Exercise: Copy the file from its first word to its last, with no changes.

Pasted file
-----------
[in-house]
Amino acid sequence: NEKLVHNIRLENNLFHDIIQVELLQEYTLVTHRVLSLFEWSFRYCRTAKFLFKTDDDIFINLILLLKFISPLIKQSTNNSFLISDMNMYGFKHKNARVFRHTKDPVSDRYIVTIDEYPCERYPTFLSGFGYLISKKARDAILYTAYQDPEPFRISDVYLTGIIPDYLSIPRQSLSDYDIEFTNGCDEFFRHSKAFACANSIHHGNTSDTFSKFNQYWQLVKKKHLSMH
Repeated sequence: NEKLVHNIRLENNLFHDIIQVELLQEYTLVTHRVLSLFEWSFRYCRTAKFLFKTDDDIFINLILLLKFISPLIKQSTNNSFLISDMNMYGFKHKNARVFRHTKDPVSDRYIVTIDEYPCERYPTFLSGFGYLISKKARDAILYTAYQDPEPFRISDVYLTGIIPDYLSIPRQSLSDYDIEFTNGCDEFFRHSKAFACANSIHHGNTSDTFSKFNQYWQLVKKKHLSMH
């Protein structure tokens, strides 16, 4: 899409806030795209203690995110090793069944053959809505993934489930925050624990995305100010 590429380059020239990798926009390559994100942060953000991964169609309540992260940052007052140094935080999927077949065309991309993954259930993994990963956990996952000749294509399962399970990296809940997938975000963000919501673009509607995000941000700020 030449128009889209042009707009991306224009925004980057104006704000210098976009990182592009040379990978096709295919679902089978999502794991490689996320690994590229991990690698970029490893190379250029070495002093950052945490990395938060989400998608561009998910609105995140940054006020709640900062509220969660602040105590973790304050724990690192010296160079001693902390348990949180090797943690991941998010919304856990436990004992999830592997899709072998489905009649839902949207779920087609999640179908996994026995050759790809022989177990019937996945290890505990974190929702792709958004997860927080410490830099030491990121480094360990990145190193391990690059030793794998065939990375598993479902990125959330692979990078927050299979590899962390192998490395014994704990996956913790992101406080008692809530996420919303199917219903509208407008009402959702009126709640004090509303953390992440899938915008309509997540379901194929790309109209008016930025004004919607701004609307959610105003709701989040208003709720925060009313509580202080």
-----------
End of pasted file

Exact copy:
[in-house]
Amino acid sequence: NEKLVHNIRLENNLFHDIIQVELLQEYTLVTHRVLSLFEWSFRYCRTAKFLFKTDDDIFINLILLLKFISPLIKQSTNNSFLISDMNMYGFKHKNARVFRHTKDPVSDRYIVTIDEYPCERYPTFLSGFGYLISKKARDAILYTAYQDPEPFRISDVYLTGIIPDYLSIPRQSLSDYDIEFTNGCDEFFRHSKAFACANSIHHGNTSDTFSKFNQYWQLVKKKHLSMH
Repeated sequence: NEKLVHNIRLENNLFHDIIQVELLQEYTLVTHRVLSLFEWSFRYCRTAKFLFKTDDDIFINLILLLKFISPLIKQSTNNSFLISDMNMYGFKHKNARVFRHTKDPVSDRYIVTIDEYPCERYPTFLSGFGYLISKKARDAILYTAYQDPEPFRISDVYLTGIIPDYLSIPRQSLSDYDIEFTNGCDEFFRHSKAFACANSIHHGNTSDTFSKFNQYWQLVKKKHLSMH
């Protein structure tokens, strides 16, 4: 899409806030795209203690995110090793069944053959809505993934489930925050624990995305100010 590429380059020239990798926009390559994100942060953000991964169609309540992260940052007052140094935080999927077949065309991309993954259930993994990963956990996952000749294509399962399970990296809940997938975000963000919501673009509607995000941000700020 030449128009889209042009707009991306224009925004980057104006704000210098976009990182592009040379990978096709295919679902089978999502794991490689996320690994590229991990690698970029490893190379250029070495002093950052945490990395938060989400998608561009998910609105995140940054006020709640900062509220969660602040105590973790304050724990690192010296160079001693902390348990949180090797943690991941998010919304856990436990004992999830592997899709072998489905009649839902949207779920087609999640179908996994026995050759790809022989177990019937996945290890505990974190929702792709958004997860927080410490830099030491990121480094360990990145190193391990690059030793794998065939990375598993479902990125959330692979990078927050299979590899962390192998490395014994704990996956913790992101406080008692809530996420919303199917219903509208407008009402959702009126709640004090509303953390992440899938915008309509997540379901194929790309109209008016930025004004919607701004609307959610105003709701989040208003709720925060009313509580202080």